Mr. Lerner is at his best when describing the inherent class discrimination of the dry movement. Although the well-off could skirt the law by bribe or influence, the masses of immigrants and working-class citizens could not. Before the ban was enacted, saloons were often the center of immigrant activities, places where foreign-born laborers congregated, catching up with friends, cashing checks, picking up English phrases, and assimilating into the city's working and popular culture while imbibing beer, wine or whiskey.

"As the dry experiment took shape in the early 1920s," Mr. Lerner notes, "the city's Irish, Italian and Eastern European immigrants, its Catholics and Jews, and the masses of other ethnic Americans who populated New York found that the main objective of the dry lobby was to police the habits of the poor, the foreign-born and the working class." Not that it worked particularly well. The neighborhood saloon business simply adapted to the new law: Bars disguised the nature of their business on the street, and some served booze in coffee cups, but much remained unchanged. "One reporter argued that the only discernible difference between these Prohibition-era saloons and their legal predecessors," Mr. Lerner writes, "was that the traditional free pretzels had been replaced by potato chips."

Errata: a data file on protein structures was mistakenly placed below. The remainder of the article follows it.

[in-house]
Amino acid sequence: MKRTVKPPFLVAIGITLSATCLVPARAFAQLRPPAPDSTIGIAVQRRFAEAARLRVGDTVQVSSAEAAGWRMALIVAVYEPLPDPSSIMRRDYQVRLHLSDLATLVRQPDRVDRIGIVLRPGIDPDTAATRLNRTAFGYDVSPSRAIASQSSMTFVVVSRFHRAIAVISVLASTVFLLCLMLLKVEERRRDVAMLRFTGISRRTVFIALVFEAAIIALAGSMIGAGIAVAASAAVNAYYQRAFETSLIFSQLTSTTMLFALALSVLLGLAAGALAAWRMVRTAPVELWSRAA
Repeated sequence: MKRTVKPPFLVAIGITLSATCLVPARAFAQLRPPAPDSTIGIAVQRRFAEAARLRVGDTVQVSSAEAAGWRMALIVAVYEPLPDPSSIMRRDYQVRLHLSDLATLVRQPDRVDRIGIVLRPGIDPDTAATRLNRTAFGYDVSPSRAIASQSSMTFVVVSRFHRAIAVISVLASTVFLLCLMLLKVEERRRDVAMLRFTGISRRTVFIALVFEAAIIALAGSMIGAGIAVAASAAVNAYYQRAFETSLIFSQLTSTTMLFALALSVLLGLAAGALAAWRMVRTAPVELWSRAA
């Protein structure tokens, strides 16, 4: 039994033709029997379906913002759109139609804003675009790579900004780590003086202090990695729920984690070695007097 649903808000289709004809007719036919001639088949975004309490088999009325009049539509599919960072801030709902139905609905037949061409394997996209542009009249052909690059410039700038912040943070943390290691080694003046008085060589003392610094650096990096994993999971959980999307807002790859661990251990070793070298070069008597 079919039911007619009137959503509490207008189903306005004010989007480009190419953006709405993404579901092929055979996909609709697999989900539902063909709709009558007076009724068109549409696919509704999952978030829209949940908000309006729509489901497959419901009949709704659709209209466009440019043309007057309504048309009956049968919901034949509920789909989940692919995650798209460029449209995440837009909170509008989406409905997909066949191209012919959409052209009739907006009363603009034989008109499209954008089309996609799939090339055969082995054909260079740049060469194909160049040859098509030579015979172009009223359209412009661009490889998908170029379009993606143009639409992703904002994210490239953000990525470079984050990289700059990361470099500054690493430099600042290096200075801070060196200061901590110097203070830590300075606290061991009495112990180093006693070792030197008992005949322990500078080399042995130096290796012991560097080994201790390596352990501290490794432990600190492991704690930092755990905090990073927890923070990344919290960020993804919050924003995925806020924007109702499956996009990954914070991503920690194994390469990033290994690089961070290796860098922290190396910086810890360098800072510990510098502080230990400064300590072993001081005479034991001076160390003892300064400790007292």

As the decade progressed, Prohibition's failure to accomplish much besides lending an iffy quality to the nation's liquor supplies turned the law into something of a joke. Hollywood glamorized the New York speakeasy demimonde, songwriters penned lyrics lamenting the dry life (as in Irving Berlin's "You Cannot Make Your Shimmy Shake on Tea") and politicians like the sleazy but flamboyant New York Mayor Jimmy Walker openly mocked the "drys."

With the temperance movement waning, its dwindling ranks celebrated Herbert Hoover's 1928 presidential victory over "wet" New York Gov. Al Smith, who was vilified for his Catholicism and smeared as a drunk. But keeping Smith out of the White House hardly meant a temperance revival. The cause was all but lost by the late 1920s, and the stock-market crash of 1929 and the resulting Depression spelled the end of the "noble experiment." When people were concerned with finding a job and buying groceries, it seemed silly, if not cruel, to criminalize liquor. Prohibition was officially repealed in 1933, not a moment too soon.